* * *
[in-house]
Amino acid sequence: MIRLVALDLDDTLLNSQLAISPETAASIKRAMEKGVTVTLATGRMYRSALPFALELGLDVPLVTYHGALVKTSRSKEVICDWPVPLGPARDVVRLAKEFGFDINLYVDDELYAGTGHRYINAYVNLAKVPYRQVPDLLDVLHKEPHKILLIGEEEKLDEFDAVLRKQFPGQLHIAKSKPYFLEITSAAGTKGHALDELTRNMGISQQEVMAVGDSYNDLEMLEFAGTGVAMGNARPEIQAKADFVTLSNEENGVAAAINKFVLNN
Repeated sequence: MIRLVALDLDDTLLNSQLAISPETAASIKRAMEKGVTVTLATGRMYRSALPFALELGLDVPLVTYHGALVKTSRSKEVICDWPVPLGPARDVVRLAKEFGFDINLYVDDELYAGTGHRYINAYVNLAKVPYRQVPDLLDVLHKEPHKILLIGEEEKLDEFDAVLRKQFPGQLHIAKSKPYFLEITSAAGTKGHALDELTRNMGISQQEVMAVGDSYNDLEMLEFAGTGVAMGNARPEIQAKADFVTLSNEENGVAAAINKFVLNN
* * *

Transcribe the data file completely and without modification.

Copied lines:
[in-house]
Amino acid sequence: MIRLVALDLDDTLLNSQLAISPETAASIKRAMEKGVTVTLATGRMYRSALPFALELGLDVPLVTYHGALVKTSRSKEVICDWPVPLGPARDVVRLAKEFGFDINLYVDDELYAGTGHRYINAYVNLAKVPYRQVPDLLDVLHKEPHKILLIGEEEKLDEFDAVLRKQFPGQLHIAKSKPYFLEITSAAGTKGHALDELTRNMGISQQEVMAVGDSYNDLEMLEFAGTGVAMGNARPEIQAKADFVTLSNEENGVAAAINKFVLNN
Repeated sequence: MIRLVALDLDDTLLNSQLAISPETAASIKRAMEKGVTVTLATGRMYRSALPFALELGLDVPLVTYHGALVKTSRSKEVICDWPVPLGPARDVVRLAKEFGFDINLYVDDELYAGTGHRYINAYVNLAKVPYRQVPDLLDVLHKEPHKILLIGEEEKLDEFDAVLRKQFPGQLHIAKSKPYFLEITSAAGTKGHALDELTRNMGISQQEVMAVGDSYNDLEMLEFAGTGVAMGNARPEIQAKADFVTLSNEENGVAAAINKFVLNN